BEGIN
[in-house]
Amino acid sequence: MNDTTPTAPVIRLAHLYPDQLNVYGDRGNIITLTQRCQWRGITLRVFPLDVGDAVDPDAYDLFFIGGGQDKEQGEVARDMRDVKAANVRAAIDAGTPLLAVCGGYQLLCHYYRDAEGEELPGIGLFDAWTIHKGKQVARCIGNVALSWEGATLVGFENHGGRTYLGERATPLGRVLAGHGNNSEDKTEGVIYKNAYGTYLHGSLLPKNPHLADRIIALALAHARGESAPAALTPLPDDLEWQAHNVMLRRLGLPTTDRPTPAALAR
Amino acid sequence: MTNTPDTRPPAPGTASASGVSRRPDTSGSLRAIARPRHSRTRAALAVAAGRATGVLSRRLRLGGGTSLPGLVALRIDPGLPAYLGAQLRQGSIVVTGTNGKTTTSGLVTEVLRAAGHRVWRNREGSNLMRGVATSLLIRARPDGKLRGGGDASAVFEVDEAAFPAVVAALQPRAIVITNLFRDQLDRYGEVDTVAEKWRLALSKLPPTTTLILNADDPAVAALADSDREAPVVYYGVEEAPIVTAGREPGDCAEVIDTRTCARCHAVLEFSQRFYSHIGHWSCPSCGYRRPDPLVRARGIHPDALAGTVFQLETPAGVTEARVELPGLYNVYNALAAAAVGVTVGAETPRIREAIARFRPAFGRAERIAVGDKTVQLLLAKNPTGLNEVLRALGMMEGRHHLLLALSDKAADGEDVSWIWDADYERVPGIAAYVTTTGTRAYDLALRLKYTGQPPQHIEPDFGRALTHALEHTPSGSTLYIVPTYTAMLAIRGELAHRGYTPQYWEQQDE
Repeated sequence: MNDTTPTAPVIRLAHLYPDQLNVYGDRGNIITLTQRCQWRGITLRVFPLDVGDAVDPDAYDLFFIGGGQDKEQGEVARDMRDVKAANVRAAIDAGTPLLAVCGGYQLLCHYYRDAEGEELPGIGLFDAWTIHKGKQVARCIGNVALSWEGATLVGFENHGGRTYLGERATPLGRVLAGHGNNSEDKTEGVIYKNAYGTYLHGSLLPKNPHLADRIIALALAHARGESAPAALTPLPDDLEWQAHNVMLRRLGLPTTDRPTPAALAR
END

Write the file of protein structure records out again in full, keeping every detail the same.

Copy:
[in-house]
Amino acid sequence: MNDTTPTAPVIRLAHLYPDQLNVYGDRGNIITLTQRCQWRGITLRVFPLDVGDAVDPDAYDLFFIGGGQDKEQGEVARDMRDVKAANVRAAIDAGTPLLAVCGGYQLLCHYYRDAEGEELPGIGLFDAWTIHKGKQVARCIGNVALSWEGATLVGFENHGGRTYLGERATPLGRVLAGHGNNSEDKTEGVIYKNAYGTYLHGSLLPKNPHLADRIIALALAHARGESAPAALTPLPDDLEWQAHNVMLRRLGLPTTDRPTPAALAR
Amino acid sequence: MTNTPDTRPPAPGTASASGVSRRPDTSGSLRAIARPRHSRTRAALAVAAGRATGVLSRRLRLGGGTSLPGLVALRIDPGLPAYLGAQLRQGSIVVTGTNGKTTTSGLVTEVLRAAGHRVWRNREGSNLMRGVATSLLIRARPDGKLRGGGDASAVFEVDEAAFPAVVAALQPRAIVITNLFRDQLDRYGEVDTVAEKWRLALSKLPPTTTLILNADDPAVAALADSDREAPVVYYGVEEAPIVTAGREPGDCAEVIDTRTCARCHAVLEFSQRFYSHIGHWSCPSCGYRRPDPLVRARGIHPDALAGTVFQLETPAGVTEARVELPGLYNVYNALAAAAVGVTVGAETPRIREAIARFRPAFGRAERIAVGDKTVQLLLAKNPTGLNEVLRALGMMEGRHHLLLALSDKAADGEDVSWIWDADYERVPGIAAYVTTTGTRAYDLALRLKYTGQPPQHIEPDFGRALTHALEHTPSGSTLYIVPTYTAMLAIRGELAHRGYTPQYWEQQDE
Repeated sequence: MNDTTPTAPVIRLAHLYPDQLNVYGDRGNIITLTQRCQWRGITLRVFPLDVGDAVDPDAYDLFFIGGGQDKEQGEVARDMRDVKAANVRAAIDAGTPLLAVCGGYQLLCHYYRDAEGEELPGIGLFDAWTIHKGKQVARCIGNVALSWEGATLVGFENHGGRTYLGERATPLGRVLAGHGNNSEDKTEGVIYKNAYGTYLHGSLLPKNPHLADRIIALALAHARGESAPAALTPLPDDLEWQAHNVMLRRLGLPTTDRPTPAALAR